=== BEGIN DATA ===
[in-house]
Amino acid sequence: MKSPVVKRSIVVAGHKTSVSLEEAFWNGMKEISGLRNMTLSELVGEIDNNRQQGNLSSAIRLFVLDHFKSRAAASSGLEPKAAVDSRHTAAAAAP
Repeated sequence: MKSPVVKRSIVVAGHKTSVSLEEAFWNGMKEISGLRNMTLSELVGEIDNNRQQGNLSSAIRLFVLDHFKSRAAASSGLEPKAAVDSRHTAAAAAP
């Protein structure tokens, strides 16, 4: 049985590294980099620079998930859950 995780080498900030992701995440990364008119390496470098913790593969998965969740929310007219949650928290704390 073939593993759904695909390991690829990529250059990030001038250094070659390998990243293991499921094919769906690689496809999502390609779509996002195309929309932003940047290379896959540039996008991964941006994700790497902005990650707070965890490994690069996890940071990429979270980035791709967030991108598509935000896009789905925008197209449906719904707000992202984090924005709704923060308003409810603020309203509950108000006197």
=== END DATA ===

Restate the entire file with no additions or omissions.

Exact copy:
[in-house]
Amino acid sequence: MKSPVVKRSIVVAGHKTSVSLEEAFWNGMKEISGLRNMTLSELVGEIDNNRQQGNLSSAIRLFVLDHFKSRAAASSGLEPKAAVDSRHTAAAAAP
Repeated sequence: MKSPVVKRSIVVAGHKTSVSLEEAFWNGMKEISGLRNMTLSELVGEIDNNRQQGNLSSAIRLFVLDHFKSRAAASSGLEPKAAVDSRHTAAAAAP
């Protein structure tokens, strides 16, 4: 049985590294980099620079998930859950 995780080498900030992701995440990364008119390496470098913790593969998965969740929310007219949650928290704390 073939593993759904695909390991690829990529250059990030001038250094070659390998990243293991499921094919769906690689496809999502390609779509996002195309929309932003940047290379896959540039996008991964941006994700790497902005990650707070965890490994690069996890940071990429979270980035791709967030991108598509935000896009789905925008197209449906719904707000992202984090924005709704923060308003409810603020309203509950108000006197």